American Ballet Theatre’s “La Bayadère” has just turned 35 years old, standing as one of the most enduring of the nineteenth century classics in the company’s repertory. Such impressive longevity can be attributed to the uniqueness of the current staging, mounted for the company in 1980 by Russian prima ballerina Natalia Makarova, who danced the ballet, originally created by Marius Petipa, during her years with the Mariinsky Ballet of St. Petersburg (then called Kirov Ballet). Makarova acquired her knowledge of the interpretive nuances of the choreography as a manner of genuine artistic succession, learning the role of Nikiya, the ballet’s heroine, from Natalia Dudinskaya, former prima and the ballet mistress of the Kirov. Dudinskaya, in turn, was taught by Agrippina Vaganova, a pupil of Ekaterina Vazem, for whom the role of Nikiya was created and who danced it at the ballet’s premier in 1877. For Makarova, “La Bayadère” has become a life-long passion and vocation. Over the years, she has staged numerous productions of the ballet for companies around the globe.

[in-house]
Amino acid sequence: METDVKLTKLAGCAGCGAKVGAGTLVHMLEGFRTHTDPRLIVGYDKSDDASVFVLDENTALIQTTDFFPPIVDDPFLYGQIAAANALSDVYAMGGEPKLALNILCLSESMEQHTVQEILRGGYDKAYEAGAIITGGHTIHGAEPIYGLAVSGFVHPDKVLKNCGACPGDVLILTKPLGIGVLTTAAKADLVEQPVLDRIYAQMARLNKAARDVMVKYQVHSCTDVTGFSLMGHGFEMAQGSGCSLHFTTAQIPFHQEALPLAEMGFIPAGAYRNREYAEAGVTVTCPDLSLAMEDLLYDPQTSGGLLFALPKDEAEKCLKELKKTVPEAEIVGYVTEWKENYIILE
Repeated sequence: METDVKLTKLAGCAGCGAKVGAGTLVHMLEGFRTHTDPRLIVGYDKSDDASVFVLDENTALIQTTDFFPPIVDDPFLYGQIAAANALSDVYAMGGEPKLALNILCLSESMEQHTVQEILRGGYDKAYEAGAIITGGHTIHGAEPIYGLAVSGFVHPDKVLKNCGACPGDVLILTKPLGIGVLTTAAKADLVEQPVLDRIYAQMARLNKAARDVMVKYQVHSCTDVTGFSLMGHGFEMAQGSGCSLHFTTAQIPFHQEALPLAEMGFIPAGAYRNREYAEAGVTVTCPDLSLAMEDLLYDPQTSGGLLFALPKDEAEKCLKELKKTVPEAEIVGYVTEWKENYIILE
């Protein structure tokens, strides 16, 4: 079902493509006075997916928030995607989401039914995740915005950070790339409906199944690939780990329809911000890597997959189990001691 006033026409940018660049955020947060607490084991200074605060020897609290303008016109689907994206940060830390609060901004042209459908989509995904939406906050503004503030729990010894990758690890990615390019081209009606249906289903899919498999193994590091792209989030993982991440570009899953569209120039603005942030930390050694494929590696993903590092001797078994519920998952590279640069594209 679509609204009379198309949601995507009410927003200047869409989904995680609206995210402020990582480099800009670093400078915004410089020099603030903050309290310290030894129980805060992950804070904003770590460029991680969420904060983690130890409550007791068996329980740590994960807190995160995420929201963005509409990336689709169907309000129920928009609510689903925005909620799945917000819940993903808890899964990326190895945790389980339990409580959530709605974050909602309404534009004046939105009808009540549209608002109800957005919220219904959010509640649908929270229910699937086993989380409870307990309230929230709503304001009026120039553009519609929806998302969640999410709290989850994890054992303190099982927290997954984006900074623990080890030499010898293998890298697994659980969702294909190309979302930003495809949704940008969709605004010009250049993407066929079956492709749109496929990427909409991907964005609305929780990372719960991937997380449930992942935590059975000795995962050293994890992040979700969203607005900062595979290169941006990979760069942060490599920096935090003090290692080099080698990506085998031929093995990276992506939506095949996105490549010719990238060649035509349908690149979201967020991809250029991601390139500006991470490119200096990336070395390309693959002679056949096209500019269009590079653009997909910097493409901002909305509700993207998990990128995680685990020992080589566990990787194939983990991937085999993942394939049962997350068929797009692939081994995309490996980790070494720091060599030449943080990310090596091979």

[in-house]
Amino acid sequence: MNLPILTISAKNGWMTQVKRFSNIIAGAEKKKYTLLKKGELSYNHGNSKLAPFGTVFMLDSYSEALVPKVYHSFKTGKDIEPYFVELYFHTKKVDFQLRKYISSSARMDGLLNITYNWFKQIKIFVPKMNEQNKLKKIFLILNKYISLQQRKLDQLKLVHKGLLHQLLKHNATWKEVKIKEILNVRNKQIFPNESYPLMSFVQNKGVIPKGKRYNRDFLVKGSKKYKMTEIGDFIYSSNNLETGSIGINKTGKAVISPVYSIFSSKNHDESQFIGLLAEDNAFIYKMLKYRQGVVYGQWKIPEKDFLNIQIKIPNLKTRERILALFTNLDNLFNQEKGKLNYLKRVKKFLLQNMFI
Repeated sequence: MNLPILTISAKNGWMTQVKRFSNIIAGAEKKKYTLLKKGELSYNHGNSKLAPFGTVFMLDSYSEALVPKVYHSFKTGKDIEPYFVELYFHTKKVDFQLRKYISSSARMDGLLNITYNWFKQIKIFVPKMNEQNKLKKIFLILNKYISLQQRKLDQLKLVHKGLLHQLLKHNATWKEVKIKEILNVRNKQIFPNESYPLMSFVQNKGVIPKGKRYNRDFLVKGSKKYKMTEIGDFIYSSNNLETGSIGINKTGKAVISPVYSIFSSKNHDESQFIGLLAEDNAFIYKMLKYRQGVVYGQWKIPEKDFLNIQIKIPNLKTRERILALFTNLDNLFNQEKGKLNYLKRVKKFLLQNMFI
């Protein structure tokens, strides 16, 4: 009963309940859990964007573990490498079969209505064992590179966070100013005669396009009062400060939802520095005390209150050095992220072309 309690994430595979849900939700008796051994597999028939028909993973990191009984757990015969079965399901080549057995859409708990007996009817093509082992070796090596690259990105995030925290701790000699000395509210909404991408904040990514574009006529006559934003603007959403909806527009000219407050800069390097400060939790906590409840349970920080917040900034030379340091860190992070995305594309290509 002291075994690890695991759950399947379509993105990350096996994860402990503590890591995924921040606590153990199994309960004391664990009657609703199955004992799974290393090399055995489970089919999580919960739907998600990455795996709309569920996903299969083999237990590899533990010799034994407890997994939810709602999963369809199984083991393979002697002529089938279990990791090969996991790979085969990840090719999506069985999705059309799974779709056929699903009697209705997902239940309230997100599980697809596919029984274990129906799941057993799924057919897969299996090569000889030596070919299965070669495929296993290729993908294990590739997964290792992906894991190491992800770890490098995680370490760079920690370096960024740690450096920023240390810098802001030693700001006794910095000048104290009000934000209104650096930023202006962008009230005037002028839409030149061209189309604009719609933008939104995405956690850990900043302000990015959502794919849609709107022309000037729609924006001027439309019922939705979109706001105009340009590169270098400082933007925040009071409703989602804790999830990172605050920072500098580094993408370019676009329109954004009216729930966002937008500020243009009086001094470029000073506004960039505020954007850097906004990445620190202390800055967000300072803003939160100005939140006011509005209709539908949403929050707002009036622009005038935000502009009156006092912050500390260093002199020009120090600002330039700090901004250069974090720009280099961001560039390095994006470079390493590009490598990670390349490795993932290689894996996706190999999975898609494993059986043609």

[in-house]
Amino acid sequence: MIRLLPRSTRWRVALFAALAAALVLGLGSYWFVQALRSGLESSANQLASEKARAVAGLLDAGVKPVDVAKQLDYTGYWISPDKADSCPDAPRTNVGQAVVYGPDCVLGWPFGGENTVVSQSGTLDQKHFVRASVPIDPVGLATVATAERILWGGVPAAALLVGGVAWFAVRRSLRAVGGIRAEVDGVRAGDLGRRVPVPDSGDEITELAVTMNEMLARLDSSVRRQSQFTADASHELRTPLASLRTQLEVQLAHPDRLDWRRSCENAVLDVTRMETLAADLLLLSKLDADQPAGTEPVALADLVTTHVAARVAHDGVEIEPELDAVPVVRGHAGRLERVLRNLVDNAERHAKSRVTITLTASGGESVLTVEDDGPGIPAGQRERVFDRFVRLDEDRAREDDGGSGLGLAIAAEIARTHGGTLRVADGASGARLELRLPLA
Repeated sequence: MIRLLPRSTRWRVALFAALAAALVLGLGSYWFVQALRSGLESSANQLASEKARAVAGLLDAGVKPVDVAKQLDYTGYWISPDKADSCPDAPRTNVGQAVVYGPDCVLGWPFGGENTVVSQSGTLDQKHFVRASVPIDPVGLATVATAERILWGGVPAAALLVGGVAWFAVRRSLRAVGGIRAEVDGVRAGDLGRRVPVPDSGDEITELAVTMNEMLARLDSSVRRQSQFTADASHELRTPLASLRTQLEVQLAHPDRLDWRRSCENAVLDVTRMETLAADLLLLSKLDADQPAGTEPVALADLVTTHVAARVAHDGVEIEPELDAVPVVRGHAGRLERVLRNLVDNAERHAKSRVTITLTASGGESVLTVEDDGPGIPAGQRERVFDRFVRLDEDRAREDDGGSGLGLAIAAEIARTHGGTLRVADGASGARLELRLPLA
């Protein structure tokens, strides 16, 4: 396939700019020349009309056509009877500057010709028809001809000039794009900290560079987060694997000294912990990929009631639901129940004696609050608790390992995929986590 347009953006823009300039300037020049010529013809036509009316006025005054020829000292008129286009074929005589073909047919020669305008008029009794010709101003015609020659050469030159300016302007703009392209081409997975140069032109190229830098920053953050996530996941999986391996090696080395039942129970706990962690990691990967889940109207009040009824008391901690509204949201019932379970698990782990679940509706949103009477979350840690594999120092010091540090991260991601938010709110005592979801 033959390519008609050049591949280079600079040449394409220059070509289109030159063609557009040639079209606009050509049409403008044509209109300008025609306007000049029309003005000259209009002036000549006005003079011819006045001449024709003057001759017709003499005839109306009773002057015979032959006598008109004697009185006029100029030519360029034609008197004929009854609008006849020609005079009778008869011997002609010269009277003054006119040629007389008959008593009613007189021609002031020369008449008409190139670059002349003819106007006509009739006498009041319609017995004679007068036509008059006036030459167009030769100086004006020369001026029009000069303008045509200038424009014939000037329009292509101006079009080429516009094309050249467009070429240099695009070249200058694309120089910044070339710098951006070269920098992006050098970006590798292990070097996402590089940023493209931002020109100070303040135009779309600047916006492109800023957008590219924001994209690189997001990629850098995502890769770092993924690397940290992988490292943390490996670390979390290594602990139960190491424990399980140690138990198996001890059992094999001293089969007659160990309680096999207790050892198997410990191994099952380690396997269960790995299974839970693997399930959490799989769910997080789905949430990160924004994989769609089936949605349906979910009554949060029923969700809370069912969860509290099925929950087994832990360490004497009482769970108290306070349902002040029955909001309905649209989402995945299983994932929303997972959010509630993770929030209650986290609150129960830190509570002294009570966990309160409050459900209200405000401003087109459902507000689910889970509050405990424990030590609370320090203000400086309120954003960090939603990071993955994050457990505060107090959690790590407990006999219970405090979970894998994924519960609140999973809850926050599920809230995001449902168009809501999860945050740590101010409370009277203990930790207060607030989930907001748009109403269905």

Isabella Boylston in “La Bayadère.” Photograph by Gene Schiavone
The son of a painter and a set designer, director/choreographer Jean-Christophe Maillot was, it seems, destined to have a life in the theater. Born and raised in Tours, in central France, in 1960, he studied dance and piano at the Conservatoire Nacional de Région de Tours before joining the Rosella Hightower International School of Dance in Cannes.Continua a leggere